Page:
The North Jersey History and Genealogy Center, which happens to be a part of the Morristown Public Library in Morristown, New Jersey houses multitudinous records of people not just from Northern New Jersey but from all over the state as well. Many of the documents range in date from around the late 1800’s to the 1920’s, although there are a vast amount of records that go back even further than that. James Lewis, the head of the Genealogy Center says that they are lucky to have a humidity and temperature controlled vault (which uses halon gas) because very few public libraries have enough funding for such technology. Within the vault there are an assortment of documents, including many now-defunct New Jersey newspapers such as the Democratic Banner, Jerseyman, and Iron Era. They also have a digital lab, which is extremely rare for a New Jersey pubic library. However, these nuances only scratch the surface of what the NJHGC has to offer.
Many people have heard of Tammany Hall and/or Boss Tweed, especially if you have seen the movie Gangs of New York, in which the historical figure has a prominent role. At the time of this “corrupt pol’s” reign, political cartoonist Thomas Nast was skewering him in Harper’s Weekly. Nast’s other claim to fame was “inventing” the version of Santa Claus we have come to know today, with his big, bushy beard and rosy cheeks. Although Nast was not originally from Morristown, he lived there for quite some time and raised his children in the New Jersey Town. The Genealogy Center owns a copious amount of Nast’s original artwork, as well as a large, original painting by him of Horace Greeley, the newspaper magnate, whom he also was not fond of. Another notable artist that the Genealogy Center has collections of is A.B. Frost, who is famous for illustrating the Uncle Remus and Brer Rabbit books by Joel Chandler Harris, although, as Joan M. Schwartz and Terry Cook would say, the Thomas Nast collection is clearly the “privileged” one. On the other hand, one wonders if the Nast records were consciously given precedence over the Frost ones, or if it simply comes down to what has been preserved from the beginning and what is available.
Some things are painstakingly documented, archived, and preserved. Other things are seen as not important enough to even remember. Some things haunt us forever and stay with us, which, according to Jacques Derrida, is an archive in itself. Despite the fact that the Genealogy Center is bright and welcoming, there is a dark crevice lying within its vaults.
In 1833, there was a French immigrant named Antoine Leblanc, who worked on a family farm in Morristown for only a few weeks after having just arrived in the country. Feeling that he was unappreciated and underpaid (as in not at all), he decided to kill the couple and their servant. After he was caught for his crimes he was hanged and skinned. Why did they skin him? Well obviously to make wallets, lampshades, and book covers. These corpulent keepsakes are said to still exist and one of them is housed at the NJHGC where Weird New Jersey came and did a story about it. The Genealogy Center also has Leblanc’s death mask, which arguably is not as intriguing as the wallet, yet still quite eerie. Every year a retired judge does a presentation on the story.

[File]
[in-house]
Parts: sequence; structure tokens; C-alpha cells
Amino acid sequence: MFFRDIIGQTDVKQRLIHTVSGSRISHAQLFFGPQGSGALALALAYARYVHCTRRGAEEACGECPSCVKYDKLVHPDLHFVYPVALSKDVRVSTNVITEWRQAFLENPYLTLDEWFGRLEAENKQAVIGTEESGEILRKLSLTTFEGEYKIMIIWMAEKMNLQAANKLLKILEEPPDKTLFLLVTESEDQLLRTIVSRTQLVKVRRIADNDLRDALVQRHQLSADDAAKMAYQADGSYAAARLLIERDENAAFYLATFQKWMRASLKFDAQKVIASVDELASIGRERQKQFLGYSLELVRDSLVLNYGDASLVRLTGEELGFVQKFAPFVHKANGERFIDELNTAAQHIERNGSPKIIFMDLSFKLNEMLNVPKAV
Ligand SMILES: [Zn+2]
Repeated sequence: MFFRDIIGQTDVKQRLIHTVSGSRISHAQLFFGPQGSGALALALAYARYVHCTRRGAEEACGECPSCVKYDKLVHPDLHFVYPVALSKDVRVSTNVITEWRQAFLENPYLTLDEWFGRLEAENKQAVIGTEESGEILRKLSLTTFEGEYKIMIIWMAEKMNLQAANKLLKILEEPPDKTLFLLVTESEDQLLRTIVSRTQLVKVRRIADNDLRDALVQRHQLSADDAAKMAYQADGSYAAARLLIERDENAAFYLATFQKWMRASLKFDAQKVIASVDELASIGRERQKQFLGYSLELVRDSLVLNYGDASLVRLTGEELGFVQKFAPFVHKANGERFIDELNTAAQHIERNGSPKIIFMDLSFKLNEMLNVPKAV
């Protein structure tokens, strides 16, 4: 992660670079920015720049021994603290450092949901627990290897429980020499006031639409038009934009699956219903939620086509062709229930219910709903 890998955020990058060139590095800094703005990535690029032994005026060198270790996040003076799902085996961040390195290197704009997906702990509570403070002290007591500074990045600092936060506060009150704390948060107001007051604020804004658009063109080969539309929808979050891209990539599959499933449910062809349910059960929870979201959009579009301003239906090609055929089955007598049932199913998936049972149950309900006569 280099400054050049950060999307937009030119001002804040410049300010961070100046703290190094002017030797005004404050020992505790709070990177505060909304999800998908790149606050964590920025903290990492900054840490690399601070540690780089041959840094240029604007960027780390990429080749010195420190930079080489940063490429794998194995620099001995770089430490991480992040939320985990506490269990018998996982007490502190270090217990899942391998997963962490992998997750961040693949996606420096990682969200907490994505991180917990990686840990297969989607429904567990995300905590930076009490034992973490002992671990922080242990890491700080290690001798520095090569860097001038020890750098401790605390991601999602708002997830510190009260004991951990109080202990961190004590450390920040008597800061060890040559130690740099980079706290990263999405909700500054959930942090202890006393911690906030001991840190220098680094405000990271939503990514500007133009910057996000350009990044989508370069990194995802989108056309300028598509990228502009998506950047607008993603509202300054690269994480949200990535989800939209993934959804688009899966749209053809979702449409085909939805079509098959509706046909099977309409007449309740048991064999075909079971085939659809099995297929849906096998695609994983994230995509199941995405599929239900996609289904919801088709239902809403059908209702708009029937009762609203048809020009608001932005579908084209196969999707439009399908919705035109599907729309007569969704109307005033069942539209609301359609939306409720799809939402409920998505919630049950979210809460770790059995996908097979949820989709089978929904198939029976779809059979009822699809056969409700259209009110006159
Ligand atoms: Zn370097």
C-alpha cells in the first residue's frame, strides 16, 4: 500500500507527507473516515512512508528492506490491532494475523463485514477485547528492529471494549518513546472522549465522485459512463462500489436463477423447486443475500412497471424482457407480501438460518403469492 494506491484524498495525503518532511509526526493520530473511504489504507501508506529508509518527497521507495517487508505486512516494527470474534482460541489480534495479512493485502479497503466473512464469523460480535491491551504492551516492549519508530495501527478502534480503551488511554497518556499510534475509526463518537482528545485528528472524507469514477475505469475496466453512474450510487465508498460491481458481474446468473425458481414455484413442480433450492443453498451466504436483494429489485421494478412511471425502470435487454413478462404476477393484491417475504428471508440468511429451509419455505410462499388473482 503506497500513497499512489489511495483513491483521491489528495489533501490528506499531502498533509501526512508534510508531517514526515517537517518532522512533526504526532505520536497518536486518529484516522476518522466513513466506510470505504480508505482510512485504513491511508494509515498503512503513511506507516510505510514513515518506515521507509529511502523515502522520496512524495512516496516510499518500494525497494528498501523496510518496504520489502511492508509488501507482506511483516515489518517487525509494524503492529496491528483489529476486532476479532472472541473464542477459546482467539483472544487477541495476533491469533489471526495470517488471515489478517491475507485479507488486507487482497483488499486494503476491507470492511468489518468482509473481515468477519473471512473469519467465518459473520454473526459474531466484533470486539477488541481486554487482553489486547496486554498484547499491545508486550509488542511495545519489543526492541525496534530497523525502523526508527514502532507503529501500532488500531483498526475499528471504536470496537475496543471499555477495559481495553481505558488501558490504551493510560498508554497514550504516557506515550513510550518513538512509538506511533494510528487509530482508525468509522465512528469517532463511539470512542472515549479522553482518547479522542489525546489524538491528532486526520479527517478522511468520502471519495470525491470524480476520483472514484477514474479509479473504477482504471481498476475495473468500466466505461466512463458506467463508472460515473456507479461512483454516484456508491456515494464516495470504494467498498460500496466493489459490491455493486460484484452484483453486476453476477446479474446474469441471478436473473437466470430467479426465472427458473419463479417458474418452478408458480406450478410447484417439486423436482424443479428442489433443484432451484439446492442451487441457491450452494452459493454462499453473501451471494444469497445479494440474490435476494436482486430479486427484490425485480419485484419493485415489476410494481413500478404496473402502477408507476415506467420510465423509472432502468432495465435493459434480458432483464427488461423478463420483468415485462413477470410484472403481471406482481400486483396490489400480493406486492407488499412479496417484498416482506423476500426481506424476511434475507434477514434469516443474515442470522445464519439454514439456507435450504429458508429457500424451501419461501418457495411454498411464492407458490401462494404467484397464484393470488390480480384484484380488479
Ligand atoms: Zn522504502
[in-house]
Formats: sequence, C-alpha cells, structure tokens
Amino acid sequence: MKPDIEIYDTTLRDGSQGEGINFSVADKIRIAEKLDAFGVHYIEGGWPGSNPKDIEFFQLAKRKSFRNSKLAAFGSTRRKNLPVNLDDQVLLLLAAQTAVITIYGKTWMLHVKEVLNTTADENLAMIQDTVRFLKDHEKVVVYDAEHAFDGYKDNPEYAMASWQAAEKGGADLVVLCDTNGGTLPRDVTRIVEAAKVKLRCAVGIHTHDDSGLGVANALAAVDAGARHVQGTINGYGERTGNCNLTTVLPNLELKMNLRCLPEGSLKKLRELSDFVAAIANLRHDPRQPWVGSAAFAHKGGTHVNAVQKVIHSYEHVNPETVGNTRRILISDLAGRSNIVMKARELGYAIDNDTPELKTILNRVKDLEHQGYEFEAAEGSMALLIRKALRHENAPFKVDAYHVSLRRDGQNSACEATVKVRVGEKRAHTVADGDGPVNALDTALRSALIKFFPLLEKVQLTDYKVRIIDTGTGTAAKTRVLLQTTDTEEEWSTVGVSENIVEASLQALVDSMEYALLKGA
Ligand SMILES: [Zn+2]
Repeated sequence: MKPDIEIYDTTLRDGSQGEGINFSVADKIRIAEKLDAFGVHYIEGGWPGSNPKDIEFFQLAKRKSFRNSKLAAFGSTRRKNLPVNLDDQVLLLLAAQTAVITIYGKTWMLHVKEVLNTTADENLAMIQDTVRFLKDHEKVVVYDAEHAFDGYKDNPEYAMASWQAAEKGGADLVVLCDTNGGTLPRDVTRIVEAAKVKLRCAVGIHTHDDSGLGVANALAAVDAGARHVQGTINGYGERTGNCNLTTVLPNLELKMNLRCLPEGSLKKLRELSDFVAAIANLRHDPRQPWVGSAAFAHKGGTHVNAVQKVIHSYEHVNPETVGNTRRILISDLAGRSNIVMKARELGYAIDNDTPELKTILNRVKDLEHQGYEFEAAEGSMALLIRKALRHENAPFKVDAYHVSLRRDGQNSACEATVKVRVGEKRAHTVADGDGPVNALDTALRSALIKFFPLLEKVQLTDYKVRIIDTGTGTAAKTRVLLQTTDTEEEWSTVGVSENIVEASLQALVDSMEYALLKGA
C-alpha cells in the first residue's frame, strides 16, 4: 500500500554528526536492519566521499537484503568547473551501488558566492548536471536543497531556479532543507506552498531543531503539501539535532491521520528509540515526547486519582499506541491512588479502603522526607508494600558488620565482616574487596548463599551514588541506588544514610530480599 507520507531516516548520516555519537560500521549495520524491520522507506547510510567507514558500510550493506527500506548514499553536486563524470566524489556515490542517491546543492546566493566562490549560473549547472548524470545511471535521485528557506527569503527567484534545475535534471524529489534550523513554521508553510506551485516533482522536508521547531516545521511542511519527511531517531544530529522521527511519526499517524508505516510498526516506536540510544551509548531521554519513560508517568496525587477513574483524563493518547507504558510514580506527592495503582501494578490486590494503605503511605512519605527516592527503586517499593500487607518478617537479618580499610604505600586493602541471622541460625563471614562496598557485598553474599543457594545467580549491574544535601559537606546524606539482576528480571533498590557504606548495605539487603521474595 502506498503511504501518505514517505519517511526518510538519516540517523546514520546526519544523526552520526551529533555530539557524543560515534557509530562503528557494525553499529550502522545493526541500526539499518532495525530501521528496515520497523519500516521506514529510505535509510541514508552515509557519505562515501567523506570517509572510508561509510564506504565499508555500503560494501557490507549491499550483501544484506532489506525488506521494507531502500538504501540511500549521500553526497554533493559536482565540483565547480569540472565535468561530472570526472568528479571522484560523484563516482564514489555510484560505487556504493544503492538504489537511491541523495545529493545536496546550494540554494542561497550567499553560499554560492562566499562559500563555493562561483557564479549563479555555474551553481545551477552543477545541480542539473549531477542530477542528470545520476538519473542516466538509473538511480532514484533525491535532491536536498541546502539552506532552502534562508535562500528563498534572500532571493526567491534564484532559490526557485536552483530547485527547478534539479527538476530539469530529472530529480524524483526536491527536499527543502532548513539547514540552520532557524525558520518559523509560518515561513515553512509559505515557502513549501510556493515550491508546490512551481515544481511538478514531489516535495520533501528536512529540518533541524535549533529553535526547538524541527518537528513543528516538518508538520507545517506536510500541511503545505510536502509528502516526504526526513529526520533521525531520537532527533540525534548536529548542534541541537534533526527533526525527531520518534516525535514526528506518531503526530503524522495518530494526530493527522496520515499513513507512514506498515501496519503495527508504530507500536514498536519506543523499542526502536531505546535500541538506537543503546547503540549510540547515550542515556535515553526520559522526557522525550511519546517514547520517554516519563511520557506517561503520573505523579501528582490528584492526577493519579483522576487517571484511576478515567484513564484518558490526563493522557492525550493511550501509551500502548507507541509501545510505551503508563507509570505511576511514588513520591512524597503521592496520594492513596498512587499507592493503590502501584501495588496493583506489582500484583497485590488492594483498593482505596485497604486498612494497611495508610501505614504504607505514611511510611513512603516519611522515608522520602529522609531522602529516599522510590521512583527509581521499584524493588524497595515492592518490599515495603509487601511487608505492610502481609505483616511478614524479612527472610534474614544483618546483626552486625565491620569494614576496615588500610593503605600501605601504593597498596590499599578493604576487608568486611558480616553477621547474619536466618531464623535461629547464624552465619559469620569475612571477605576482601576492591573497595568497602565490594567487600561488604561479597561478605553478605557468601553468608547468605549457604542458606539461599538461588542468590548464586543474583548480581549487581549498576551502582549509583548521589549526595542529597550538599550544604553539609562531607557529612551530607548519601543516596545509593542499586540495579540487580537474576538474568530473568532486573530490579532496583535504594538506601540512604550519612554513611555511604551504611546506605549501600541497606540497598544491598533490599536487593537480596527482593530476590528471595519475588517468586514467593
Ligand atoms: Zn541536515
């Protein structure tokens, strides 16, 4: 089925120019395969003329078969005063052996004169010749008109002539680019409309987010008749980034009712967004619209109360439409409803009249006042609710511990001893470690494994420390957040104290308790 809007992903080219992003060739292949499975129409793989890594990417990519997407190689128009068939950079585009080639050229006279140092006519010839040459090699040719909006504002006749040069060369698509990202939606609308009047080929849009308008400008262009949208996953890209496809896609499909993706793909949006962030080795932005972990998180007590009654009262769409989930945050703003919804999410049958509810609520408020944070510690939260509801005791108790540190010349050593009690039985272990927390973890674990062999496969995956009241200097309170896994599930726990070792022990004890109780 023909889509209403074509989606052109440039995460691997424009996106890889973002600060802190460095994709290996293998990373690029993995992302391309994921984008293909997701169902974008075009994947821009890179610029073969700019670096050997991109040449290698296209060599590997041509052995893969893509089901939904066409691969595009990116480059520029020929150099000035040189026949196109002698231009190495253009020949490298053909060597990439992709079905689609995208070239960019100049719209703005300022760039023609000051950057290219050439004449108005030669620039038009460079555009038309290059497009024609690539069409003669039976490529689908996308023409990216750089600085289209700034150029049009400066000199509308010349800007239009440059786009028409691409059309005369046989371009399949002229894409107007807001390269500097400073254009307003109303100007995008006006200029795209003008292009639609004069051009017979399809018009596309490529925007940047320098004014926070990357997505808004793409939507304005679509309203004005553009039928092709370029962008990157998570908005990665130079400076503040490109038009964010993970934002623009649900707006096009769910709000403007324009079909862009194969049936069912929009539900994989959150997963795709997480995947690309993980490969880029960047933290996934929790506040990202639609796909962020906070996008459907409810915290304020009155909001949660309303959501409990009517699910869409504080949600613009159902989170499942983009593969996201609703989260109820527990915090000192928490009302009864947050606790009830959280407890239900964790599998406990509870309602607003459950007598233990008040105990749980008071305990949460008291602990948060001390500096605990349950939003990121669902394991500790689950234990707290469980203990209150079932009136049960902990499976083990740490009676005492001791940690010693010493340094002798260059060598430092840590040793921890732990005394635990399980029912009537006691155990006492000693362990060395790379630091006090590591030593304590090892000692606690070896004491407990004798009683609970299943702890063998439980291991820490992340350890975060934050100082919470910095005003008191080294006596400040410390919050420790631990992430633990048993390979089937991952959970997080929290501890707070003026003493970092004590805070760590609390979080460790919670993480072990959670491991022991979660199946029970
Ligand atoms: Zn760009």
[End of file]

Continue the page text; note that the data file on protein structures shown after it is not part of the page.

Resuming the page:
Since we are talking about archives, it would be unfair to leave Jacques Derrida out of the equation. In Archival Fever: A Freudian Impression, he says that the archive, “keeps, it puts in reserve, it saves, but in an unnatural fashion, that is to say in making the law […] or in making people respect the law.” Archives and the power they hold have long been a scholarly issue and the reason one brings it up here is because the Antoine Leblanc wallet and death mask easily tie into this debate. These artifacts are a haunting reminder of an atrocious crime, as well as the atrocious way the criminal was dealt with. Thus, we are not allowed to forget the barbarity of man towards man and in turn, are subjected to an adverse view of mankind. This is a grim way of viewing archives individually or Derrida’s overall Archive as a whole and only works under certain conditions, as in when governments do not allow the people access to them. What we should take away from the Leblanc artifacts is something much less sinister; archives do not have instructions as far as what can and cannot be put into them.
Leblanc’s death mask reminds one of the skull of Hamlet’s poor Yorick. Coincidentally, the Genealogy Center is home to the Morristown Shakespeare Club minutes, which date back to 1878. The club is the second oldest in the United States and was founded by all women, which was very rare for the time. After each one of their meetings, the minutes are delivered to the archive, which deposits them in boxes and is currently in the process of digitizing them. In spite of this, the North Jersey History and Genealogy Center is a place where the printed page still takes precedence over the computer screen, which is quite refreshing.
Derrida, Jacques. Archive Fever: A Freudian Impression. Chicago: University of Chicago Press, 1996. Print
Schwartz, Joan M., Terry Cook. “Archives, Records, and Power: The Making of Modern Memory.” Archival Science 2 (2002) 1-19. Print.
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